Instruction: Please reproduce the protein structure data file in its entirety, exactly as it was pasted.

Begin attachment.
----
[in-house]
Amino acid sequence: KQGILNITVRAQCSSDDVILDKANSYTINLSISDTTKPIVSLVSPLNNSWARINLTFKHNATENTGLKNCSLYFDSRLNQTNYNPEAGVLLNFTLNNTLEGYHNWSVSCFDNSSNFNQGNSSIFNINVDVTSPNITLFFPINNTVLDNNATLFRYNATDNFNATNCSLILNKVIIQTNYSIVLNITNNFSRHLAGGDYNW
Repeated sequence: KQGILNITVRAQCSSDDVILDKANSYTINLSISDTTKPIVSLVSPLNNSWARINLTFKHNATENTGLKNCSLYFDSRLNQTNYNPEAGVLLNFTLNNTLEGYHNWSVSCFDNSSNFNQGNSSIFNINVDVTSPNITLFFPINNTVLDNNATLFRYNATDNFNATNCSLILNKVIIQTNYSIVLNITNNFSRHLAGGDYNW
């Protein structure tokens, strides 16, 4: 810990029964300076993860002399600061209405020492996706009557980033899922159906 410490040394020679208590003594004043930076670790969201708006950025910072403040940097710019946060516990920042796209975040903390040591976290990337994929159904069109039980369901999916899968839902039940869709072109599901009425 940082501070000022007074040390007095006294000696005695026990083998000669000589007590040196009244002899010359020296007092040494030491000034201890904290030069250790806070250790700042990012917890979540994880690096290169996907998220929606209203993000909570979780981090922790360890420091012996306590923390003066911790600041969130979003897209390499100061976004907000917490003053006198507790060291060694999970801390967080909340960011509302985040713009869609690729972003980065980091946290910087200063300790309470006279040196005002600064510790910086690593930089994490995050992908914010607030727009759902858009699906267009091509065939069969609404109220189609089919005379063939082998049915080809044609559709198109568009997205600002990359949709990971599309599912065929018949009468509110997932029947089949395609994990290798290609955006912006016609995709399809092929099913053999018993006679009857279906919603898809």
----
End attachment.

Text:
[in-house]
Amino acid sequence: KQGILNITVRAQCSSDDVILDKANSYTINLSISDTTKPIVSLVSPLNNSWARINLTFKHNATENTGLKNCSLYFDSRLNQTNYNPEAGVLLNFTLNNTLEGYHNWSVSCFDNSSNFNQGNSSIFNINVDVTSPNITLFFPINNTVLDNNATLFRYNATDNFNATNCSLILNKVIIQTNYSIVLNITNNFSRHLAGGDYNW
Repeated sequence: KQGILNITVRAQCSSDDVILDKANSYTINLSISDTTKPIVSLVSPLNNSWARINLTFKHNATENTGLKNCSLYFDSRLNQTNYNPEAGVLLNFTLNNTLEGYHNWSVSCFDNSSNFNQGNSSIFNINVDVTSPNITLFFPINNTVLDNNATLFRYNATDNFNATNCSLILNKVIIQTNYSIVLNITNNFSRHLAGGDYNW
């Protein structure tokens, strides 16, 4: 810990029964300076993860002399600061209405020492996706009557980033899922159906 410490040394020679208590003594004043930076670790969201708006950025910072403040940097710019946060516990920042796209975040903390040591976290990337994929159904069109039980369901999916899968839902039940869709072109599901009425 940082501070000022007074040390007095006294000696005695026990083998000669000589007590040196009244002899010359020296007092040494030491000034201890904290030069250790806070250790700042990012917890979540994880690096290169996907998220929606209203993000909570979780981090922790360890420091012996306590923390003066911790600041969130979003897209390499100061976004907000917490003053006198507790060291060694999970801390967080909340960011509302985040713009869609690729972003980065980091946290910087200063300790309470006279040196005002600064510790910086690593930089994490995050992908914010607030727009759902858009699906267009091509065939069969609404109220189609089919005379063939082998049915080809044609559709198109568009997205600002990359949709990971599309599912065929018949009468509110997932029947089949395609994990290798290609955006912006016609995709399809092929099913053999018993006679009857279906919603898809």